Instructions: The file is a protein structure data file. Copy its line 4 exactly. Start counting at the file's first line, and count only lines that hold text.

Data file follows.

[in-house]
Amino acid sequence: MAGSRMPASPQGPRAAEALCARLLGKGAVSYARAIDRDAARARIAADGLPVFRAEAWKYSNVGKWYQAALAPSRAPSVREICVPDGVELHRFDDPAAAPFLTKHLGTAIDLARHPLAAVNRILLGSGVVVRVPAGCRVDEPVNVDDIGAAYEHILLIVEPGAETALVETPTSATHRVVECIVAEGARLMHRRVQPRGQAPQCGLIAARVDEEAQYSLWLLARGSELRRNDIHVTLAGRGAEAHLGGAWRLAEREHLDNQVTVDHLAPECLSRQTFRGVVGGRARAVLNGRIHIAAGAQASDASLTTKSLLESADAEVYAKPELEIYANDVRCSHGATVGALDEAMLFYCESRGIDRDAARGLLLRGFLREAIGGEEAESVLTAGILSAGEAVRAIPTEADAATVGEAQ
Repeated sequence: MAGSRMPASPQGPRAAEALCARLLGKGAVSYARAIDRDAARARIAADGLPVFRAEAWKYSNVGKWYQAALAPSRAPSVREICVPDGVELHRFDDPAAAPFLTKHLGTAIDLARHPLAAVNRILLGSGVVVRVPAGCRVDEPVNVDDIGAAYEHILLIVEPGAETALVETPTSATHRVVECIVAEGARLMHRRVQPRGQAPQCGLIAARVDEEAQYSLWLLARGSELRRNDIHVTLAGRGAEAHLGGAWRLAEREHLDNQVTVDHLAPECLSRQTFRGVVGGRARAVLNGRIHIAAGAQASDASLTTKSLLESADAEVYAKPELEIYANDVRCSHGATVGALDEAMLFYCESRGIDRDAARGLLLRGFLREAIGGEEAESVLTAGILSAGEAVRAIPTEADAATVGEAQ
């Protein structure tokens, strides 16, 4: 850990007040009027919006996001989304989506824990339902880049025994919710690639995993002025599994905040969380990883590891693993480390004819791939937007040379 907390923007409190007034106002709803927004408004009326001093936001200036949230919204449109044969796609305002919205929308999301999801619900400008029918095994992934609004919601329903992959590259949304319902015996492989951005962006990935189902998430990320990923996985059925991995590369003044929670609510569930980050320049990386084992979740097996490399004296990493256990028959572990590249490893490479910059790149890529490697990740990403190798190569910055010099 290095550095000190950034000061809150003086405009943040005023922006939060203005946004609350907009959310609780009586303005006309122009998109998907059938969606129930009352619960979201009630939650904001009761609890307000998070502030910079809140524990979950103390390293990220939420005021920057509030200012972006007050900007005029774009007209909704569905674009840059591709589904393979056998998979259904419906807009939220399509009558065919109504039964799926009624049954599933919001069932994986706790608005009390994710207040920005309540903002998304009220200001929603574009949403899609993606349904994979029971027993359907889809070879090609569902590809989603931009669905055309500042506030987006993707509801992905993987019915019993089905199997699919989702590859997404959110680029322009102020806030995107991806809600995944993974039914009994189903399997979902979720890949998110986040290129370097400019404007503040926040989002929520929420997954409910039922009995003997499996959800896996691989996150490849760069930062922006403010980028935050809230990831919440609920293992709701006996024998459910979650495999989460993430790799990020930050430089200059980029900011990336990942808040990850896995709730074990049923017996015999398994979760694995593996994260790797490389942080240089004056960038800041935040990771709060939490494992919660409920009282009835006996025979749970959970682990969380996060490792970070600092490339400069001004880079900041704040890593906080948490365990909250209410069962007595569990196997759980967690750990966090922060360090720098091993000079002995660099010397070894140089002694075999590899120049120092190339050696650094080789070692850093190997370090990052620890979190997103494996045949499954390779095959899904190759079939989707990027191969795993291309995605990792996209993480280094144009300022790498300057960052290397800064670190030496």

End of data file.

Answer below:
């Protein structure tokens, strides 16, 4: 850990007040009027919006996001989304989506824990339902880049025994919710690639995993002025599994905040969380990883590891693993480390004819791939937007040379 907390923007409190007034106002709803927004408004009326001093936001200036949230919204449109044969796609305002919205929308999301999801619900400008029918095994992934609004919601329903992959590259949304319902015996492989951005962006990935189902998430990320990923996985059925991995590369003044929670609510569930980050320049990386084992979740097996490399004296990493256990028959572990590249490893490479910059790149890529490697990740990403190798190569910055010099 290095550095000190950034000061809150003086405009943040005023922006939060203005946004609350907009959310609780009586303005006309122009998109998907059938969606129930009352619960979201009630939650904001009761609890307000998070502030910079809140524990979950103390390293990220939420005021920057509030200012972006007050900007005029774009007209909704569905674009840059591709589904393979056998998979259904419906807009939220399509009558065919109504039964799926009624049954599933919001069932994986706790608005009390994710207040920005309540903002998304009220200001929603574009949403899609993606349904994979029971027993359907889809070879090609569902590809989603931009669905055309500042506030987006993707509801992905993987019915019993089905199997699919989702590859997404959110680029322009102020806030995107991806809600995944993974039914009994189903399997979902979720890949998110986040290129370097400019404007503040926040989002929520929420997954409910039922009995003997499996959800896996691989996150490849760069930062922006403010980028935050809230990831919440609920293992709701006996024998459910979650495999989460993430790799990020930050430089200059980029900011990336990942808040990850896995709730074990049923017996015999398994979760694995593996994260790797490389942080240089004056960038800041935040990771709060939490494992919660409920009282009835006996025979749970959970682990969380996060490792970070600092490339400069001004880079900041704040890593906080948490365990909250209410069962007595569990196997759980967690750990966090922060360090720098091993000079002995660099010397070894140089002694075999590899120049120092190339050696650094080789070692850093190997370090990052620890979190997103494996045949499954390779095959899904190759079939989707990027191969795993291309995605990792996209993480280094144009300022790498300057960052290397800064670190030496």